By the age of 26, Wilfredo Gomez had seen more successful title defenses of one belt than most fighters could experience in multiple careers. A record 17 defenses of the WBC junior featherweight belt, all by stoppage, and a shiny WBC featherweight prize are what Gomez brought into the ring against “The Professor” himself, Azumah Nelson.
When most press reported Gerry Cooney vs. George Chaplin as the main event of the December 8, 1984 card, Greg Simms of the Plain Dealer called that line of thinking “blatant ignorance of the fight game,” as a defense of the WBC featherweight belt by Gomez, not far from home in San Juan, Puerto Rico, against a finely-edged anvil like Nelson deserved top billing. A more somber way of looking at it, however, was that it was a bout between the last two men Salvador Sanchez sent home early before his premature death in a 1982 auto accident.
A pre-fight wire report out of Puerto Rico quoted Gomez — 41-1-1 with 40 knockouts going into the fight — as saying, “Nelson comes from Ghana with hopes to win, but lamentably, this title will stay here because it belongs to Puerto Ricans. My goal is to win three world titles, and Nelson is not going to block my career.
But Nelson was fully intent on blocking both Gomez’s career and his plans to face a young and newly-belted Julio Cesar Chavez, even if doing it in Puerto Rico, at the Hiram Bithorn Stadium in San Juan, would make the task all the more difficult. The Ghana native, 19-1 with 14 knockouts, said via Associated Press wire, “I won’t have a problem. I’ll knock out Gomez in the fifth round.”
Late legendary trainer Eddie Futch’s made his own prediction, stating, “I think Nelson does hit hard enough to knock out Gomez, but I hardly think that’s likely. I would have to pick Gomez to win because of his overall ability and punching power.”
For once Mr. Futch was off a tad.
Gomez fought with caution early in the bout, seemingly wary of Nelson’s strength and countering ability. At face value, Wilfredo Gomez did well when moving his feet and whipping out jabs; psychologically, Azumah Nelson was answering back and sealing off Gomez’s offensive momentum more often than not.
Just as Gomez seemed to be finding a groove, Nelson landed a series of right hands in round 4 that negated what the Puerto Rican had done and filled Nelson with confidence that carried through into the 5th. But as Nelson pressed with bad intentions and Gomez was forced to stand and fight more in the 6th, fortune inched Gomez’s way.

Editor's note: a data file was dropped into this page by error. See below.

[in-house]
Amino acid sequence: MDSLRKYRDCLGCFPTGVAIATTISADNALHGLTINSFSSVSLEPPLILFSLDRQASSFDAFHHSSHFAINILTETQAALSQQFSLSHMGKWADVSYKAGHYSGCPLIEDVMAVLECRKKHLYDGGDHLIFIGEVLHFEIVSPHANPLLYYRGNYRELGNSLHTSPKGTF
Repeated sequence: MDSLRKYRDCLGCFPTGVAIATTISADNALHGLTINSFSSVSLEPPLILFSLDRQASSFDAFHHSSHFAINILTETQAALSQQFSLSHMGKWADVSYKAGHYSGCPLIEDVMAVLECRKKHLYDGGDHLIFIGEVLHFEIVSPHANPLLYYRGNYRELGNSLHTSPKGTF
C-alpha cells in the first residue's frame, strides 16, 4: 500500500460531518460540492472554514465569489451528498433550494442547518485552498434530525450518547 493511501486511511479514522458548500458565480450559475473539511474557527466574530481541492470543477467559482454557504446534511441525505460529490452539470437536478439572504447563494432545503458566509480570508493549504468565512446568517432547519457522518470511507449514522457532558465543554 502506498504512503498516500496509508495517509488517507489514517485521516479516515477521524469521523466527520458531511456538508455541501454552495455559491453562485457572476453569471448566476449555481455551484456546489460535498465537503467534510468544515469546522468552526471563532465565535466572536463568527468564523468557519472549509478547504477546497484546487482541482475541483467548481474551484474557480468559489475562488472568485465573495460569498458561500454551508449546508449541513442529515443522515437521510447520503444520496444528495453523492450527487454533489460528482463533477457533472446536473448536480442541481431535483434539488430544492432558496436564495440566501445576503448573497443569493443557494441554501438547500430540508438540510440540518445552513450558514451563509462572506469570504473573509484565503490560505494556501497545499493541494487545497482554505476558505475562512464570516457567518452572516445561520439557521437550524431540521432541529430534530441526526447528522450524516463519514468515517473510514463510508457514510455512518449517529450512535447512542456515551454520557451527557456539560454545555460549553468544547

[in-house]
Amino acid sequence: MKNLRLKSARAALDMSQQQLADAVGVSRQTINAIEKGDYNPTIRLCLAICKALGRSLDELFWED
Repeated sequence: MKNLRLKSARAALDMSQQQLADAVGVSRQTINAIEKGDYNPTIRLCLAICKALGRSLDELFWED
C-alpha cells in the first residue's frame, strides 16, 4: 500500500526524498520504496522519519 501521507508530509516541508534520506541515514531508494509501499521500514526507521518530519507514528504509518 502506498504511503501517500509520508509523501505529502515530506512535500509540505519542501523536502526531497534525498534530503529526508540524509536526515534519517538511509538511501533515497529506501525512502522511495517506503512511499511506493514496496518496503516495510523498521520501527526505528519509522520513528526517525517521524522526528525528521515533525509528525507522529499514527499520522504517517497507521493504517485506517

Something of a tactical slugfest, if such a thing exists, spilled forth in round 7, with Nelson landing the more eye-popping blows upstairs but taking countless shots to the pelvis and sides in turn. As Gomez’s wick burned away, however, the fight went back to how it looked early: Nelson hunting, Gomez boxing cautiously. The 9th round saw Gomez seize back a chunk of the momemtum, but he found himself on the wrong end of more Nelson right hands in the 10th and looked ragged between rounds as a result.
Moments before the bell to summon forth the 11th round, Nelson’s cornerman Bill Prezant reportedly told his man that he was losing and needed to “step it up.” Surprisingly, judges indeed had the bout scored 97-93 and 96-95 for Gomez, and 95-95. And like an excellent pupil rather than a professor, Nelson unleashed an entire hive on Gomez, stinging him repeatedly with both hands and every available punch for two and a half minutes, until Gomez finally went down. Up but looking worn, a pair of right hands ransacked Gomez’s neurons and awkwardly folded him backward, ending the fight.
“When I knocked [Gomez] down in round eleven, he was dazed,” Nelson said in “The Professor,” his 2014 biography. “The referee had to stop the fight, but the referee tried to help him and let him carry on. I came in and I feigned him and then threw a straight right, and he fell to the ground. He was not supposed to take that punch, and he wouldn’t have had to if the referee stopped it when he should have.”
In Ghana the streets were flooded with people celebrating. The broadcast had been delayed due to issues with the international video feed, but the Ghanaian government purchased rights to air the bout and make the fight accessible to everyone in the country.
It was a much-needed boon to a country that was experiencing widespread economic issues. Ghanaian boxing figured Peter Zwennes said, “The whole of Ghana cut loose. It was about two a.m., and people just ran out into the streets. If you had a car, you were in it, hooting your horn.”
Back in Puerto Rico there was plenty of in-ring pandemonium, and the Boston Herald reported the following day that Carl King, son of Nelson’s promoter Don King, was stabbed in the leg on the way from the ring to the dressing room.
It wouldn’t be the first time, but Nelson’s win made his country quake with pride. As with every win, there must be a loser. This time it was Gomez, who never truly reclaimed the success he had prior to running into Sanchez and Nelson. His career was ultimately the price of their greatness.
Originally featured at Queensberry-Rules.com